In conjunction with our 60 Days of Scholars feature, we are taking a look at the different impact areas of our remarkable 2022 class of Tillman Scholars. Our scholar community has found their passions leading them to diverse fields of studies all with the same goal in mind, unite others and advance ideas that change the world. From business and STEM to education and public service, each week we will be highlighting our brand new scholars and how they plan to make their impact.
This week, we are highlighting our 2022 class of Tillman Scholars who are working to make their impact in education. Check out how they are planning on making their impact here!
Before his retirement in 2021, Kord was associate general counsel at the Defense Health Agency (DHA). Kord joined the DHA in 2012 to support the program executive office for the defense healthcare management systems and DHA’s Health Information Technology Directorate. He was a member of the leadership team that deployed the Department of Defense’s new electronic health record (EHR), MHS GENESIS. Kord also served as chief legal advisor for the Federal Electronic Health Record Program Office that managed the joint deployment of EHRs for the DoD and Department of Veterans Affairs.
Kord’s Army career began in 1989 where he served for almost eight years as a prosecutor and government contracts attorney. He left active duty in 1996 to begin his career as a federal government attorney while joining the Army Reserves. Kord was recalled to active duty in 2009 to serve as the deputy chief of reserve management and again in 2014 to serve in Israel for the United States security coordinator as a justice sector advisor to the Palestinian Armed Security Force. Kord met Linda at The College of William and Mary back in the day and then attended the University of Richmond Law School and the Army War College.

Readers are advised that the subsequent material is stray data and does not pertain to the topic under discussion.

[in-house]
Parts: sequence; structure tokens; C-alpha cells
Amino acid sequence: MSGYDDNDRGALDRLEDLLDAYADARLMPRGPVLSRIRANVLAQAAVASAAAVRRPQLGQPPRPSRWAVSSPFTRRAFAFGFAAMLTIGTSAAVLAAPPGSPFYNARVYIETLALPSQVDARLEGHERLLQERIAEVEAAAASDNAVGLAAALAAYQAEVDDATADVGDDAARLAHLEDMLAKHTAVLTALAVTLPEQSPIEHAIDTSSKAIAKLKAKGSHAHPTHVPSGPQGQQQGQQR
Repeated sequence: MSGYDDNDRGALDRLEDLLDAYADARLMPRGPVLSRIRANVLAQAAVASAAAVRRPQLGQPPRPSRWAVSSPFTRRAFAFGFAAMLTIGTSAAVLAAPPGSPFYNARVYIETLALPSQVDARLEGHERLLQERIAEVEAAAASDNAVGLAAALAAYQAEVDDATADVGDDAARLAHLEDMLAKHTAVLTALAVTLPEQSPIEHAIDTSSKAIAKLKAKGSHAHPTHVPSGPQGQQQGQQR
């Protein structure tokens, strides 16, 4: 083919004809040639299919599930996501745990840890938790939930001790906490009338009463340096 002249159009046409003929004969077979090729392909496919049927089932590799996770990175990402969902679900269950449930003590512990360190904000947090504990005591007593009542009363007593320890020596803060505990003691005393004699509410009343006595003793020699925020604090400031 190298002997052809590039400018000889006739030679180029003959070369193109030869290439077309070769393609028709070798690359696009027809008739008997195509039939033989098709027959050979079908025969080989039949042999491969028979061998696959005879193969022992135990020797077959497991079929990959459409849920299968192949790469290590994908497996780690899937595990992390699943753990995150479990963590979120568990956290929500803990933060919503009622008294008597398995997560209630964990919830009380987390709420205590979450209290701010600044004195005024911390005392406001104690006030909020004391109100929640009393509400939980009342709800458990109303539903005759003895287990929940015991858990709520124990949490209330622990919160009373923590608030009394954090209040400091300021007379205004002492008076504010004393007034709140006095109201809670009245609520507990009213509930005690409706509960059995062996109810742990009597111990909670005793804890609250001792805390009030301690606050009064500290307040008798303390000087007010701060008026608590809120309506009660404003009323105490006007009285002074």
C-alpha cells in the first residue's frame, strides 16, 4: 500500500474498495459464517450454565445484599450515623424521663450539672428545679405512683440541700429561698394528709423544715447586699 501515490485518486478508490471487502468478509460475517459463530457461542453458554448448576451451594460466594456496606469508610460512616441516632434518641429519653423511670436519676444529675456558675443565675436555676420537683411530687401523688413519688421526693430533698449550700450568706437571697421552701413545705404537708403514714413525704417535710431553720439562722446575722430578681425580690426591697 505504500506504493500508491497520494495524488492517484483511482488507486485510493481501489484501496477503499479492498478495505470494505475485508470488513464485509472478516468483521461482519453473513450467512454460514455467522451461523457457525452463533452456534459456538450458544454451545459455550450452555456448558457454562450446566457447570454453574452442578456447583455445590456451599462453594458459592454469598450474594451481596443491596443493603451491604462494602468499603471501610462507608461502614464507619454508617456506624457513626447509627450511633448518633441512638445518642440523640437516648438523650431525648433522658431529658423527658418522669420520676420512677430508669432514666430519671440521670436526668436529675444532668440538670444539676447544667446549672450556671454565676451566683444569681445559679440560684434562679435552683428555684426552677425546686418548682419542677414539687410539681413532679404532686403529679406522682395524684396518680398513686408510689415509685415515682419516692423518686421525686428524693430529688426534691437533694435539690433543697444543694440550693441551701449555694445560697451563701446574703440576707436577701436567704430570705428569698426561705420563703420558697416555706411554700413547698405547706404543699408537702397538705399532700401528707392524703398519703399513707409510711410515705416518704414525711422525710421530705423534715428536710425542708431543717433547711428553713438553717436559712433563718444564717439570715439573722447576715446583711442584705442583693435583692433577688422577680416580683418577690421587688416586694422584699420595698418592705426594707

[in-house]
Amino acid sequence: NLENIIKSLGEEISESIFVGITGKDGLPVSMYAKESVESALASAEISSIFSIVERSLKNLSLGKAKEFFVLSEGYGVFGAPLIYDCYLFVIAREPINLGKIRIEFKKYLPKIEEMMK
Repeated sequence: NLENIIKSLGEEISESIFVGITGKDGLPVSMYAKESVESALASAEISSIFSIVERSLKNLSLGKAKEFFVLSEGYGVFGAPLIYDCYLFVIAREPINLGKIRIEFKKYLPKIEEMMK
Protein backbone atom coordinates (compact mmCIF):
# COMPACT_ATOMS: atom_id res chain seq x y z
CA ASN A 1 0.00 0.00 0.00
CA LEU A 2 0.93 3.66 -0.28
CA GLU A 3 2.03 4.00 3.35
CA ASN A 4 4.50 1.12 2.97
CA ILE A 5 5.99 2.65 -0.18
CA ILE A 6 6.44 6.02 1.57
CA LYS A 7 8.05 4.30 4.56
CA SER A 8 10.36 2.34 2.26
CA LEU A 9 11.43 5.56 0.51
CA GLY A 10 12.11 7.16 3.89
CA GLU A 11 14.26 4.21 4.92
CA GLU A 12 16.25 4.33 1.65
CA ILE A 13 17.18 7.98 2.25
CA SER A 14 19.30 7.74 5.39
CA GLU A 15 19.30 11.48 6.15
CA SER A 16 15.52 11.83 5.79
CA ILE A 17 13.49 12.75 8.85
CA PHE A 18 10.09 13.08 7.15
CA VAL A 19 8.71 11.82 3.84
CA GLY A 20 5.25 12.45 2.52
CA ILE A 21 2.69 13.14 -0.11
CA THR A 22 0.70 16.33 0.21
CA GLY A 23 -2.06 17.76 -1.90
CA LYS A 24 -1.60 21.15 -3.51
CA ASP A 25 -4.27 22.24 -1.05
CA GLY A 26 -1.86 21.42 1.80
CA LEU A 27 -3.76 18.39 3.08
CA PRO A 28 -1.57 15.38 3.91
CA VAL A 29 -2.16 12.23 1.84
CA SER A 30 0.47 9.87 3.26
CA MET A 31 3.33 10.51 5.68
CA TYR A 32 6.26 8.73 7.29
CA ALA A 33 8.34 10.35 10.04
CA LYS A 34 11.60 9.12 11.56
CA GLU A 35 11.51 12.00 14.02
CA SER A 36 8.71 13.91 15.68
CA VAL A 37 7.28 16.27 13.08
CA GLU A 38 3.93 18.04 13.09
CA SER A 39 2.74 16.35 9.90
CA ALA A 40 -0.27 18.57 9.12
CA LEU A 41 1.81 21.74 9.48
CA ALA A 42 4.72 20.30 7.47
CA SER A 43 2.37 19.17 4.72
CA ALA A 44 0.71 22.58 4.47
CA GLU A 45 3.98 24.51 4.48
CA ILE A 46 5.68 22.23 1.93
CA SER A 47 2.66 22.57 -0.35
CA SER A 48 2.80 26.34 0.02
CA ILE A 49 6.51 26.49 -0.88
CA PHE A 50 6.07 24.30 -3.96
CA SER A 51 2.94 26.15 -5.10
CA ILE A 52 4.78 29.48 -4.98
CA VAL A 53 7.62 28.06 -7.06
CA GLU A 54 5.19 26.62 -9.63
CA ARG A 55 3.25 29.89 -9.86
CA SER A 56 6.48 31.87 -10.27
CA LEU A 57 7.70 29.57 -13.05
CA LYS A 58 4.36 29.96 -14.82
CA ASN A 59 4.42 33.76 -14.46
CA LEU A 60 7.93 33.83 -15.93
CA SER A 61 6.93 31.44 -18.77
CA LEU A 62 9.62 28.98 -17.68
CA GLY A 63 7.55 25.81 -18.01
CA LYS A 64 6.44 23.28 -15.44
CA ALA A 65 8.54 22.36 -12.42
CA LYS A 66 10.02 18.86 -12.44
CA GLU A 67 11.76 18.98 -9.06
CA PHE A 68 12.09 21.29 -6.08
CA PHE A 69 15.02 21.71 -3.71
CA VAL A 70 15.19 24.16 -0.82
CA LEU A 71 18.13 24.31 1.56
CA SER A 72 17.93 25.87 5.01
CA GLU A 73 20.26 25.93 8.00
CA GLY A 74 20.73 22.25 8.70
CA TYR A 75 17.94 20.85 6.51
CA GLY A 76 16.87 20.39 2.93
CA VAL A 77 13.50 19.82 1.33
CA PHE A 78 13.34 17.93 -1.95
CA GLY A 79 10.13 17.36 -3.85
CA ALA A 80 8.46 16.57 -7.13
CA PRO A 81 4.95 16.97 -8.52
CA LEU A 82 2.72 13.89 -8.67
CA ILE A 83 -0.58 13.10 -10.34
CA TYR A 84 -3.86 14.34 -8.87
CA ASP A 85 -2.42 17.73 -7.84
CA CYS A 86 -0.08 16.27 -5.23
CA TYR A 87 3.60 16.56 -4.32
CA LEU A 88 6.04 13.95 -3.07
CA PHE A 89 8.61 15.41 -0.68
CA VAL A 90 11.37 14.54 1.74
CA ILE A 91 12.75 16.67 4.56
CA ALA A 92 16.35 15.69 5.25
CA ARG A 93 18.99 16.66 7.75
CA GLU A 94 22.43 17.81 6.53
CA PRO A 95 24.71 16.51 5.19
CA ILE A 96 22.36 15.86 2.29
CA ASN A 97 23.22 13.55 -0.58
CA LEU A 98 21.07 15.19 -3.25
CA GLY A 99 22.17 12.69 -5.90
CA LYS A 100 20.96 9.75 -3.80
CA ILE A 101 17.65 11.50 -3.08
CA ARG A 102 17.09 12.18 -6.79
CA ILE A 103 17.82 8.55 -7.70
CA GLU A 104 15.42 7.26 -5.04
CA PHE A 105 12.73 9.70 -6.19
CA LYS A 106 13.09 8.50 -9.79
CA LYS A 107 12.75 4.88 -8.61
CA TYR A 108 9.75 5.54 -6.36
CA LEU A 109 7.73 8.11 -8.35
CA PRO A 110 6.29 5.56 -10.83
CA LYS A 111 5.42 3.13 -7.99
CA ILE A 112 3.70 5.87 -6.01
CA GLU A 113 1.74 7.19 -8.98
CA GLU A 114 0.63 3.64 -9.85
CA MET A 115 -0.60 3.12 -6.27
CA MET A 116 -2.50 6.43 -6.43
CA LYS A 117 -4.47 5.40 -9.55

Earlier in her active-duty career, Kat served as Port State Control Branch chief, where she conducted vessel inspections at Marine Safety Unit Portland. While stationed in Oregon, she also served as chair of her unit’s leadership and diversity council and earned her victim advocate credential from the National Advocate Credentialing Program. Kat also worked as a marine inspector at the Seventeenth Coast Guard District and Sector Juneau in Southeast Alaska. Her first assignment was onboard the Coast Guard Cutter RELIANCE out of Kittery, Maine, where she was a deck watch officer and boarding officer.
Her prior education includes an M.S. in environmental policy and management from American Military University. Currently, she is pursuing her M.A. in social-organizational psychology from Teachers College, Columbia University in association with the U.S. Military Academy’s Eisenhower Leader Development Program. After graduation, she will serve in the role of a company officer at the Coast Guard Academy, where she will strive to make a positive impact for hundreds of cadets and to be an advocate and military leader when conversations involve societal flashpoints such as racial, gender, and LGBTQIA+ inequities.